Buses performance data

Measuring performance

We measure network performance by comparing the number of kilometres a route has done in the last quarter.

We compare each quarter to the same quarter of the previous year, rather than the last quarter of the same year. This is because factors affecting performance, like traffic conditions, can vary depending on the time of year, so this system makes it possible to identify underlying trends.

Scheduled kilometres may not be met because journeys are cancelled or suspended due to:

  • Traffic congestion
  • Staff availability
  • Engineering problems or mechanical breakdown

Quality of service indicators (QSI) are used to monitor service reliability.

Customer satisfaction

We ask a sample of passengers to give a score out of 100 on a wide range of bus service features, based on the journey they have just made. Passengers are carefully selected each quarter to represent all bus passengers in London.

Recent figures can be found in the latest quarter summary document below.

Defining the passenger journey

A passenger journey is defined as one ride on a single vehicle - not a bus trip from A to B as this may include more than one bus ride.

Statistics include all London Buses' contracted services but exclude any non-scheduled kilometres, London Service Permit routes and other special services.

Bus speeds reports

We monitor the speeds of buses to understand the impacts of changing road network conditions. Bus speeds include time spent stationary (for example at traffic lights and at bus stops). Bus speeds are available for the entire network, by borough, and by route.

  • All data is in miles per hour
  • All AM data is taken for Mondays to Fridays, School and Non School days, between 07:00 and 10:00
  • At Route level, some routes may be appear twice. This is because a service change happened during a period. A service change may include a change to a route structure, contract or operator

Factors Affecting Performance

Quarter 2 2020/21:   27 June to 18 September 2020


Performance across all metrics was far removed from the norm as Covid19 restrictions continued to have a massive impact across London for the whole quarter. Performance was worse than Q1 but still much better than would normally be expected.


Bus services had been reduced at the end of March, but service levels began a recovery towards the end of May and overall 98% of normal mileage was scheduled during Q2. The percentage of this reduced service that was operated was far higher than Q2 last year with a reduction in all lost mileage categories. The percentage lost due to traffic delays was double the Q1 figure but significantly lower than normal for the 2nd quarter as Covid19 restrictions reduced disruption and saw less vehicles on the roads. Despite the impact of Covid19 a bus driver recruitment push saw lower staff losses than a year ago. The occurrence of disruptive events was less than usual but included a series of Black Lives Matter demonstrations in the early part of the quarter and Extinction Rebellion demonstrations in early September. Lost kilometres due to mechanical reasons was lower compared with a year ago as reduced services meant less intensive use of available vehicles.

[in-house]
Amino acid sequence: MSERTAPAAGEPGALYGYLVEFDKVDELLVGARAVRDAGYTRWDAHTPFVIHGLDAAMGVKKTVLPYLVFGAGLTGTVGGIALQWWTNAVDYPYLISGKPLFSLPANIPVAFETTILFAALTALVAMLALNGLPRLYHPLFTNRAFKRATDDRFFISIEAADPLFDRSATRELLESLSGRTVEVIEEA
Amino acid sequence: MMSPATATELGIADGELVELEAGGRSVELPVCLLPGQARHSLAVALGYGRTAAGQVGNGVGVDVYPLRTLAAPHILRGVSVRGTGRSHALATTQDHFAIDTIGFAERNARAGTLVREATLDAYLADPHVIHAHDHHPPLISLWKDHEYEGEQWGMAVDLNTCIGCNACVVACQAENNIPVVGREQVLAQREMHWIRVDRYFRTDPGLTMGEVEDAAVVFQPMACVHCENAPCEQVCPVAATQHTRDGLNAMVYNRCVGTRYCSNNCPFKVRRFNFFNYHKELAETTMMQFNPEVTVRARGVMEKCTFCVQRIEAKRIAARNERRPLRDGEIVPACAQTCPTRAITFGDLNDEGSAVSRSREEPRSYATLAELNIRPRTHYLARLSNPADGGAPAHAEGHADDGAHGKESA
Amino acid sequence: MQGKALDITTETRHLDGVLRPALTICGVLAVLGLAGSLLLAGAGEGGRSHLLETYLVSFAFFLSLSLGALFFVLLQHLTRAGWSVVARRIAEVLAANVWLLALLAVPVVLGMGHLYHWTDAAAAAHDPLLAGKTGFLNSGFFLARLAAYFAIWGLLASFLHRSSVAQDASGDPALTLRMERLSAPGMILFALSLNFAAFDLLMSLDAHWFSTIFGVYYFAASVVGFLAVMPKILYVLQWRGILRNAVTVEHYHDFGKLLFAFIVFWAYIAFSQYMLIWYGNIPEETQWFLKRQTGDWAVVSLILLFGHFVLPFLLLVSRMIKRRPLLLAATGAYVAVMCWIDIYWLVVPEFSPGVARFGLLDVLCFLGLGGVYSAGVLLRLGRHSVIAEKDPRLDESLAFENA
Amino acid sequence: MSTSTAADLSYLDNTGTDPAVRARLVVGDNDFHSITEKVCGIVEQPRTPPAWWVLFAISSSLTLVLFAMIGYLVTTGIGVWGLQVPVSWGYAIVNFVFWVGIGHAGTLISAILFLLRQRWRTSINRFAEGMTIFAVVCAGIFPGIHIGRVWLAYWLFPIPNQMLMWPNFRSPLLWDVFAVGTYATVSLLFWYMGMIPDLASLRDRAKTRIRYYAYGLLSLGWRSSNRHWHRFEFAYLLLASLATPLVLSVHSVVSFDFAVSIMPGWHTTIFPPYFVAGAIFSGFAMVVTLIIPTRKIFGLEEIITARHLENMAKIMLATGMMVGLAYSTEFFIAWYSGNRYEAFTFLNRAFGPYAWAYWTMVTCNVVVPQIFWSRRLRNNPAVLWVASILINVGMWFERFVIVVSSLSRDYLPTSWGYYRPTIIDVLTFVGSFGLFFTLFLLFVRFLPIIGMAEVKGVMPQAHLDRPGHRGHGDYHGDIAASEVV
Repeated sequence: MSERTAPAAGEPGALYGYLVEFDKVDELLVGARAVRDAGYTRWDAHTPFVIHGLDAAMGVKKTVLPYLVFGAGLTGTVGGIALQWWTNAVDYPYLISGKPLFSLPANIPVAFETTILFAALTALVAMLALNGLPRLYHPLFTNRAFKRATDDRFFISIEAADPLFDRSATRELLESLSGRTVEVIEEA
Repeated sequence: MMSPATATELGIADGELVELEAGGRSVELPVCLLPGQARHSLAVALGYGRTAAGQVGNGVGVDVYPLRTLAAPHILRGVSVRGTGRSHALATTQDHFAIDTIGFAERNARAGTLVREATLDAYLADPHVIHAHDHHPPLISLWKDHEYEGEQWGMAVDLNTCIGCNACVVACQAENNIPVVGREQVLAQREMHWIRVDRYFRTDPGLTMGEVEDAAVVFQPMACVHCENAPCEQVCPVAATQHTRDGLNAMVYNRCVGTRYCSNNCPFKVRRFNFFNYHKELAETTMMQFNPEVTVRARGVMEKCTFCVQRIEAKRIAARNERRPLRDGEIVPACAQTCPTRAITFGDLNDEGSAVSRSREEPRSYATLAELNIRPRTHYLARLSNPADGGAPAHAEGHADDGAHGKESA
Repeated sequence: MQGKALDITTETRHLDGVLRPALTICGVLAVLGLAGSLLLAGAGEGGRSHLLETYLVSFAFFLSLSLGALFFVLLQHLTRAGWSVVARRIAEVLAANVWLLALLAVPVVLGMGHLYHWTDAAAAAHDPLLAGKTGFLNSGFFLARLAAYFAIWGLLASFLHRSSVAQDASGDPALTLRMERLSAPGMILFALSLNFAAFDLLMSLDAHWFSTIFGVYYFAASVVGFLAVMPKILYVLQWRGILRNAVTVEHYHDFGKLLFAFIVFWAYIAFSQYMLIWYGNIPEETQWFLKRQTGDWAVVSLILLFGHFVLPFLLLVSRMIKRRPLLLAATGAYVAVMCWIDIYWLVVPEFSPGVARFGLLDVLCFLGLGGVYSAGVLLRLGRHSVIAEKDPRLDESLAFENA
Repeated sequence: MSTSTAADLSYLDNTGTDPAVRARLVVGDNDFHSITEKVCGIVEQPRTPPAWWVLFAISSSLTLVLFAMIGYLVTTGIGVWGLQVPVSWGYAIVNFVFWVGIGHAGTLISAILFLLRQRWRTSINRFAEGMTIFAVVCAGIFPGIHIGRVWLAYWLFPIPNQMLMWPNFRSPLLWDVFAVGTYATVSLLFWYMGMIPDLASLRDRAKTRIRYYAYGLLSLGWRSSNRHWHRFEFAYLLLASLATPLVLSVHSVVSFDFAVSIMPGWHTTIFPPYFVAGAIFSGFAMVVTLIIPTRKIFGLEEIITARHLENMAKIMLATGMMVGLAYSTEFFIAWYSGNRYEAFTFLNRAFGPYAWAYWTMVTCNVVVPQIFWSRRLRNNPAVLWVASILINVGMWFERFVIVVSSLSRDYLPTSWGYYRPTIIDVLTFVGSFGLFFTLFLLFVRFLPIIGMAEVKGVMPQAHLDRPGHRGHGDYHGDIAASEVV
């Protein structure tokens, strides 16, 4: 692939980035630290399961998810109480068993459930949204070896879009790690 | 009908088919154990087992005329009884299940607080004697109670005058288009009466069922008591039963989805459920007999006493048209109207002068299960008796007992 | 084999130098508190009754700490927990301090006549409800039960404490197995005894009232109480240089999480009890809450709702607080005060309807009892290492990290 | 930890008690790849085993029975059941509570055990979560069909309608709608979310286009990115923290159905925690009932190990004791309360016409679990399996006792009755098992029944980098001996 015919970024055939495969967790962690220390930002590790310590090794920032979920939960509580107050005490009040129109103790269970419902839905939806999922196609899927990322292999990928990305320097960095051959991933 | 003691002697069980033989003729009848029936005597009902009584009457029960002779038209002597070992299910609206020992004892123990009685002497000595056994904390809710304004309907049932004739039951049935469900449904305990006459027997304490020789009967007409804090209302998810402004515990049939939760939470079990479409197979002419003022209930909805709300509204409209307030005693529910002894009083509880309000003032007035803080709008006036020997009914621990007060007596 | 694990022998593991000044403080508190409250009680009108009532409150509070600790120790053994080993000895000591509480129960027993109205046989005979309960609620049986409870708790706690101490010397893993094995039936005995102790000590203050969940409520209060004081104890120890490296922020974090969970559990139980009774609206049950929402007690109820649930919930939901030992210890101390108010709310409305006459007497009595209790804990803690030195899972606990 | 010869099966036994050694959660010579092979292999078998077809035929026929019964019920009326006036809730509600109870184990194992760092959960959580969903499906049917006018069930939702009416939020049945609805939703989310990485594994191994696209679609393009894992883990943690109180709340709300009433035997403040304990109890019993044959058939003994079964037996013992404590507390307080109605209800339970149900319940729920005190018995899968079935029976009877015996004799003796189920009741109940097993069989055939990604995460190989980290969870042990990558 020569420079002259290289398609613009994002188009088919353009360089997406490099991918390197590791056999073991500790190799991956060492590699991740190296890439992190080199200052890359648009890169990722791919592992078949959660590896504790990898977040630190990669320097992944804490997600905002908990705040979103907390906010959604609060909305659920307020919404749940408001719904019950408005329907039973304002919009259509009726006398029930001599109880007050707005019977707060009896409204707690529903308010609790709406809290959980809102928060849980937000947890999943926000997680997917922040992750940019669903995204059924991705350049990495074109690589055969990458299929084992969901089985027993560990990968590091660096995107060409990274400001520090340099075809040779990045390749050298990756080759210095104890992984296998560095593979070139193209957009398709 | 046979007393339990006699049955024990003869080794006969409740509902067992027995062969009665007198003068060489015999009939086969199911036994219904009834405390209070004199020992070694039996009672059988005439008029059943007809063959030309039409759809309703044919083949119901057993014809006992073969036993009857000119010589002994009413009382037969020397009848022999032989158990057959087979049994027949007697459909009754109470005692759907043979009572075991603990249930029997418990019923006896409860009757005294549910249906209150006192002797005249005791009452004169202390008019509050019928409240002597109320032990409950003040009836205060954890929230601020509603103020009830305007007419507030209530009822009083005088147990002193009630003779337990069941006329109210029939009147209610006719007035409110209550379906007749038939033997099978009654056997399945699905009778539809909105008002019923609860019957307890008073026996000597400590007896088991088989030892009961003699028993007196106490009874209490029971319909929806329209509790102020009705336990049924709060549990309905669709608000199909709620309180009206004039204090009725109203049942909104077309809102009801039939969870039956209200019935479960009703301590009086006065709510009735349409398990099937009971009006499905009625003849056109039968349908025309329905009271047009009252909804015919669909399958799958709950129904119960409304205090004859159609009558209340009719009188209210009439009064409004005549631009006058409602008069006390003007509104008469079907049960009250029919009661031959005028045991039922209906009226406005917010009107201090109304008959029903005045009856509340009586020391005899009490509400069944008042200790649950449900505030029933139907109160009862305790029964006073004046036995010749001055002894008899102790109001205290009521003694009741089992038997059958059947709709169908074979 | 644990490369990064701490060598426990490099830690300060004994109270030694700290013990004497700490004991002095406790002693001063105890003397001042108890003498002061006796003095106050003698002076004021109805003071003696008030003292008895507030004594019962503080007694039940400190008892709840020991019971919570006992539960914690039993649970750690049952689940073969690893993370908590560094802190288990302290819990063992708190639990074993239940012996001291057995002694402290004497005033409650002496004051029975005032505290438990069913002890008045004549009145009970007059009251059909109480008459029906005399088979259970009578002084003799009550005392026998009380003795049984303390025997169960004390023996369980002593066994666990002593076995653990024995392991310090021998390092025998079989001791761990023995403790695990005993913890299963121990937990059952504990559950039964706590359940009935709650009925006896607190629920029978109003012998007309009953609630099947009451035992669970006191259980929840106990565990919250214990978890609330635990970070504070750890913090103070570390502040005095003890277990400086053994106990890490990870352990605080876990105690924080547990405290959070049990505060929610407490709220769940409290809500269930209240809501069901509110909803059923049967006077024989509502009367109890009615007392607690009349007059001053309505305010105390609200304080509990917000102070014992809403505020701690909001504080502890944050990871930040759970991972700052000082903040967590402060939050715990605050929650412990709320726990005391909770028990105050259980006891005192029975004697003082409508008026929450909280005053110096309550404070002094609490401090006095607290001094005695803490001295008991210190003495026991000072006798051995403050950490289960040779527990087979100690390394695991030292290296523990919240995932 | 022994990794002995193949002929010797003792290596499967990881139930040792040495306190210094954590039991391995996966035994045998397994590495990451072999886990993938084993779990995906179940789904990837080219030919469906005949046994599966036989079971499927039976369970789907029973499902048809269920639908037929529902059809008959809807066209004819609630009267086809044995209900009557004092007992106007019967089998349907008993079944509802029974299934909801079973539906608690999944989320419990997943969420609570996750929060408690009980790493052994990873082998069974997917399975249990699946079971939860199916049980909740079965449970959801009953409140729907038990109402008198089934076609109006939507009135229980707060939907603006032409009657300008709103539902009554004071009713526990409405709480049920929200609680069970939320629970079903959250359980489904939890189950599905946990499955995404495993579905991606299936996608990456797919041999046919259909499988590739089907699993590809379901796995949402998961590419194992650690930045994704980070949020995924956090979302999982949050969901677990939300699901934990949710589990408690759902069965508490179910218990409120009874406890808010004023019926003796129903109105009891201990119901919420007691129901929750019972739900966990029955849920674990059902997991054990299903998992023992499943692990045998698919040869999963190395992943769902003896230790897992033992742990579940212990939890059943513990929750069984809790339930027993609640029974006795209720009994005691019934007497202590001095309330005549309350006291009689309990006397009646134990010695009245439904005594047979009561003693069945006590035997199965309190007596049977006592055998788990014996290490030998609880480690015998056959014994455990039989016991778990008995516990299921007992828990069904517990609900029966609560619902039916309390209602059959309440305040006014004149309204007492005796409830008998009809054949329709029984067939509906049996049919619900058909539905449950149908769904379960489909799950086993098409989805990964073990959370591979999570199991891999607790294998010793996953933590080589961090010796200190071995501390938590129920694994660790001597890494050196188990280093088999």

Until 2017/18, average bus speeds had been in consistent decline. The deterioration had been reversing over the past 2 years, although speeds remained much slower than in 2014. Overall bus speeds in Q2 were significantly higher than a year ago in all areas of London having been boosted by the impacts of Covid19 though were much slower than Q1 as traffic levels began an upturn after the initial lockdown period ended in July. Prior to the lockdown speeds had declined slightly in all areas except inner SW London.


Compared with Q2 a year ago, EWT was significantly improved but was worse than Q1. The dual Covid19 impacts of reduced passenger numbers and less traffic disruption continued to have a boosting effect on reliability. Prior to the initial lockdown EWT had been slightly worse than the previous year though in general terms was still achieving some of the best ever results. Before the initial lockdown inner London had improved compared with last year whilst outer London had recorded a deterioration but the gradual return towards more normal levels in Q2 was similar across all areas of London. Punctuality of low frequency services also saw a similar boost due to the Covid19 impacts whilst night buses departing on time recorded record performance in Q2.



International Bus Benchmarking Group

London is a member of the International Bus Benchmarking Group (IBBG), an international knowledge sharing network of bus companies. It was established in 2004 and is facilitated by Imperial College London.

Benchmarking is a continuous systematic process for evaluating the products, services, processes or organisations that are recognised as representing best practice for the purpose of organisational improvement. A blend of operational and customer metrics are used to track the performance of the bus network.

Every year, a review of buses performance monitoring is evaluated internally and presented to TfL's Independent Investment Programme Advisory Group (IIPAG) by Imperial College London to justify expenditure and ensure quality of service provided to passengers.